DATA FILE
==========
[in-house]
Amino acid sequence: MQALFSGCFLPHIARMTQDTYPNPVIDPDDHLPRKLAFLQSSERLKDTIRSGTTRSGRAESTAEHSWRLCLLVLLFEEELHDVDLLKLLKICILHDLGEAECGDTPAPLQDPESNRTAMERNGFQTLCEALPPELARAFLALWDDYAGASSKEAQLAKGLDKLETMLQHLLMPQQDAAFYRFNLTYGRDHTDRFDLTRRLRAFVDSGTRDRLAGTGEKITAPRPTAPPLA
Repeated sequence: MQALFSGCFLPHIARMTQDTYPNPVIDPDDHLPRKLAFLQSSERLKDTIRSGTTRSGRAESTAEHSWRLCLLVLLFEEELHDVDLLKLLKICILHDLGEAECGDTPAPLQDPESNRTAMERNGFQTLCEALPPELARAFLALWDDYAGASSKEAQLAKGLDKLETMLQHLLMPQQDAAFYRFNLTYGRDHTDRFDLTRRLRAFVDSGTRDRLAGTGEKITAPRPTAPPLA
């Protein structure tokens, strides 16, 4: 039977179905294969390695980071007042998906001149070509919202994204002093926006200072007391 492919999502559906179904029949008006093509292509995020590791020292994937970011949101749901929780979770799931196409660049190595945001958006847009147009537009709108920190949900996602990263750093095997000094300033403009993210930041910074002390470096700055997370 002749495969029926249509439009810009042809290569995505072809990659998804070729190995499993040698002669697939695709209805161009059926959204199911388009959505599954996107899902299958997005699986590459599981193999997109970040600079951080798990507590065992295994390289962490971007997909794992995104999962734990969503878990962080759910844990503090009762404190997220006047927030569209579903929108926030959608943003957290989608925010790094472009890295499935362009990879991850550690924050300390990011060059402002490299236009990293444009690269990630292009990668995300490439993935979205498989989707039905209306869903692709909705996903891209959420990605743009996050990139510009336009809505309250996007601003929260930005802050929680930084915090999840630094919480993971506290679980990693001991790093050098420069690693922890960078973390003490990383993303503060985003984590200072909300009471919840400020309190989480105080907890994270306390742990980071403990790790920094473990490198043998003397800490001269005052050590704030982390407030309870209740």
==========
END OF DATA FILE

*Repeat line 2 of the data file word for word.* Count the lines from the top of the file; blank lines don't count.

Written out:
Amino acid sequence: MQALFSGCFLPHIARMTQDTYPNPVIDPDDHLPRKLAFLQSSERLKDTIRSGTTRSGRAESTAEHSWRLCLLVLLFEEELHDVDLLKLLKICILHDLGEAECGDTPAPLQDPESNRTAMERNGFQTLCEALPPELARAFLALWDDYAGASSKEAQLAKGLDKLETMLQHLLMPQQDAAFYRFNLTYGRDHTDRFDLTRRLRAFVDSGTRDRLAGTGEKITAPRPTAPPLA